• the editors could react more flexible to incidents of immediate interest for readers
  • there were no more regular expenses for setting, printing, and delivery
  • production could concentrate on content not on layout
  • the production process could be improved through content management technologies
  • new database-based products became feasible
  • the basic content was for free to readers because the financing relied on advertisement and enterprise services

As a result the whole production process from initial content research up to the archives was improved … resulting in a new product and new services at lower costs.

But lower running costs had to be paid with great set-up expenses. As the print version could be produced via the standard production path of the publisher, the online version needed a complete new infrastructure. We found this structure in an information management system that was able to channel incoming as well as outgoing information, and allowed to automatically publish content on the web. This system also could automatically mail electronic newsletters, send SMS messages, and fill WAP pages in parallel to the HTML pages (for generation Y: WAP was an early technology to make web pages visible on mobile devices with – at those times – minimalistic displays). Further technical problems had to be solved. “Inside-Lifescience”, the new name for the publication, needed a web server, and a reader-oriented web layout had to be developed.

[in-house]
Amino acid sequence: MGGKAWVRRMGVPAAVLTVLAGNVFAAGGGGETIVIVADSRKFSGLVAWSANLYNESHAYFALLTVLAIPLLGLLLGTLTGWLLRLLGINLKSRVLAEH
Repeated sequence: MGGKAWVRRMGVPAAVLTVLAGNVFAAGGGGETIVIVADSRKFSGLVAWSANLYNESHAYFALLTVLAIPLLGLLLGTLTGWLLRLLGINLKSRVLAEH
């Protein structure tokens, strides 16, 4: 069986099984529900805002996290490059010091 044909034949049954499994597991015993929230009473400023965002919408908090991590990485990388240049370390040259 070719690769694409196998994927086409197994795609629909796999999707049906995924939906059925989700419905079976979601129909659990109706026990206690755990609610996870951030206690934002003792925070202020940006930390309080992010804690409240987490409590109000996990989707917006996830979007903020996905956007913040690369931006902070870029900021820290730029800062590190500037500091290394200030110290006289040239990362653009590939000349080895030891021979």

Setting up a new information system did not only have a technical perspective but also psychological aspects. Established working behaviour needs to be changed. System users (the editorial staff, e.g.) needed to get an introduction to the new software. The internal “routing” of information was changed. More information has to be shared internally. And I am sure all of you know the sentence “But we have always done it by this, and it always worked fine!”  But I was lucky to have a quite young team showing the flexibility that was necessary to successfully manage those changes.